Fortunately the IRS has some mercy when circumstances are beyond your control. For example, if you deed your home to your spouse in a divorce settlement, there’s no recapture of the tax credit (but your spouse does have to repay the credit over the remainder of the fifteen years and triggers the recapture if he or she moves out within the 15-year period).

If you lose your home in a foreclosure, your repayment is limited to the amount of the gain. And if you die, you are off the hook as well. And if you or your spouse are in the military and sell because of an order to relocate for extended duty, you don’t have to repay the credit.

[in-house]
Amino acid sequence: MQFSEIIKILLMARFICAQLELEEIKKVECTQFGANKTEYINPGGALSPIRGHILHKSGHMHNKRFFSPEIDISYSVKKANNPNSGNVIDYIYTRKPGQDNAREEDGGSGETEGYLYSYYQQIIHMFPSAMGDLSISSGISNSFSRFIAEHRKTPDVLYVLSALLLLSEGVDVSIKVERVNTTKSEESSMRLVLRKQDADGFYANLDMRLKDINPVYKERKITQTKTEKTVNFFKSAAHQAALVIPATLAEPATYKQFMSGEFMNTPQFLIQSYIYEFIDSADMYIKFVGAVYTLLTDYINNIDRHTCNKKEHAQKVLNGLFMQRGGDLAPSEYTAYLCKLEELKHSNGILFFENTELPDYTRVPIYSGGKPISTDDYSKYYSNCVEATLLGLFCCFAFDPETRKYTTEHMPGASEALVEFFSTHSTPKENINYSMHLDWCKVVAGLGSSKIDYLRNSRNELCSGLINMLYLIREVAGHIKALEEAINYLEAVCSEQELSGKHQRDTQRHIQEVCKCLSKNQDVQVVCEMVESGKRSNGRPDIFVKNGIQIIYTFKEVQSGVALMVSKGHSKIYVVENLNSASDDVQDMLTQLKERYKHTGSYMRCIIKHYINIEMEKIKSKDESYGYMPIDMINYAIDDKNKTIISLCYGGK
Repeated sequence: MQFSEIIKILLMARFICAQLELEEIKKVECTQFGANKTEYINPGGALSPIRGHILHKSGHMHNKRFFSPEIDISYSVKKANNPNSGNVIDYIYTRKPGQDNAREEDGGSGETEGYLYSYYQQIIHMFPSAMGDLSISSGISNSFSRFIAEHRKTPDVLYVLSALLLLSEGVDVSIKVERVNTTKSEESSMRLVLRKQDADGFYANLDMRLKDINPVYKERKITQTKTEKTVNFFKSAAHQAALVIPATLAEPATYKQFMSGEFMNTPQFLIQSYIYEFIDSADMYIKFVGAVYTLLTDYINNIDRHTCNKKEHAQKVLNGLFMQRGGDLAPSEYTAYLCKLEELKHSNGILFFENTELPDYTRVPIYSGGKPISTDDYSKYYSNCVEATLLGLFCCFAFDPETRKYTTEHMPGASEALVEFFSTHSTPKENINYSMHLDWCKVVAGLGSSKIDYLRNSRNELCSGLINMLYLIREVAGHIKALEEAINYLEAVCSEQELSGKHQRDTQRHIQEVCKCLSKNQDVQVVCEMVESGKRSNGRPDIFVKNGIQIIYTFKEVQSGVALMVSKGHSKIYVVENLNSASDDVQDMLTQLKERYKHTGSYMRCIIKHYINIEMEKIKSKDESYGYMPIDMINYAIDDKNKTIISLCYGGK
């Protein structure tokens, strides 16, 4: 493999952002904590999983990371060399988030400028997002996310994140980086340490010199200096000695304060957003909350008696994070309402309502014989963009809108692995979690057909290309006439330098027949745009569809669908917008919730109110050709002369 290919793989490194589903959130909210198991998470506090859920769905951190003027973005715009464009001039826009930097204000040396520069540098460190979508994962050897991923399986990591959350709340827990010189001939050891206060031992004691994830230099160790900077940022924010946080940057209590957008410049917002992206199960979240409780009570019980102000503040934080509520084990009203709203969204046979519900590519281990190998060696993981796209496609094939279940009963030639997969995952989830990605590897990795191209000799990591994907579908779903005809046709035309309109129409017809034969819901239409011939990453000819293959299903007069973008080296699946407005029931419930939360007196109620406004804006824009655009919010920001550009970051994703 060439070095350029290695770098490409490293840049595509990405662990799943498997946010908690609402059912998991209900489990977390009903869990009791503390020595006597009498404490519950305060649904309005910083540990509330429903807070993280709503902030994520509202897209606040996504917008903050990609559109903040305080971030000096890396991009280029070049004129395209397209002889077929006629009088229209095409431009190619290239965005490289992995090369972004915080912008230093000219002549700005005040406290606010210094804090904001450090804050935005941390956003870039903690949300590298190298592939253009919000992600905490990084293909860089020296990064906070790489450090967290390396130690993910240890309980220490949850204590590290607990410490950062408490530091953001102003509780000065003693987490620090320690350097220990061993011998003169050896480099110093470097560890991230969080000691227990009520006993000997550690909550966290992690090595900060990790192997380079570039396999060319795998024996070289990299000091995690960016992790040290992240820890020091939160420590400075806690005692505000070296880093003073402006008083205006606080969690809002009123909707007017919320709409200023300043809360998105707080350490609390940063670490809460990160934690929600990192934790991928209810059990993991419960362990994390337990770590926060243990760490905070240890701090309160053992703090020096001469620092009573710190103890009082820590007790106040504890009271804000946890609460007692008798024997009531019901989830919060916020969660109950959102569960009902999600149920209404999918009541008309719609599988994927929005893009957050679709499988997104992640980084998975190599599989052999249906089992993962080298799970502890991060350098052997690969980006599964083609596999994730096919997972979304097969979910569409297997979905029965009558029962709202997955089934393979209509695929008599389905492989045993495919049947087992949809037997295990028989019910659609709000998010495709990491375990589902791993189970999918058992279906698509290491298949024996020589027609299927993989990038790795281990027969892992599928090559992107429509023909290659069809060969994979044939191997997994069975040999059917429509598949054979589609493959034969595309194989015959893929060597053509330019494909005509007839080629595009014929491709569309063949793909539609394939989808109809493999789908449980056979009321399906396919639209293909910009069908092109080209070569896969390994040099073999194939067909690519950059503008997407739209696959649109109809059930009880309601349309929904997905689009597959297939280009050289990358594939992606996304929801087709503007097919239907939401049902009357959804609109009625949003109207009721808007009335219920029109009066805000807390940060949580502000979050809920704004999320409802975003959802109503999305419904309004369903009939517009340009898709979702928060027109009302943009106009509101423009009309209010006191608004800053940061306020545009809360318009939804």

The 2008 credit had its traps and pitfalls, but it did help people buy the house they wanted and stimulated home sales. That’s why Congress later extended it to 2009 and 2010. Sorry to say, this isn’t a case where the early bird gets the worm.

When the credit was extended, it was increased to $8,000, expanded to include a reduced credit for those who were not first-time homebuyers, and only has to be repaid if the taxpayer moved out within three years. Unfortunately, those features were not applied retroactively to 2008, leaving early-adopters with an obligation to repay the tax credit that those who came later to the party didn’t have to.

Comments (85) Leave your comment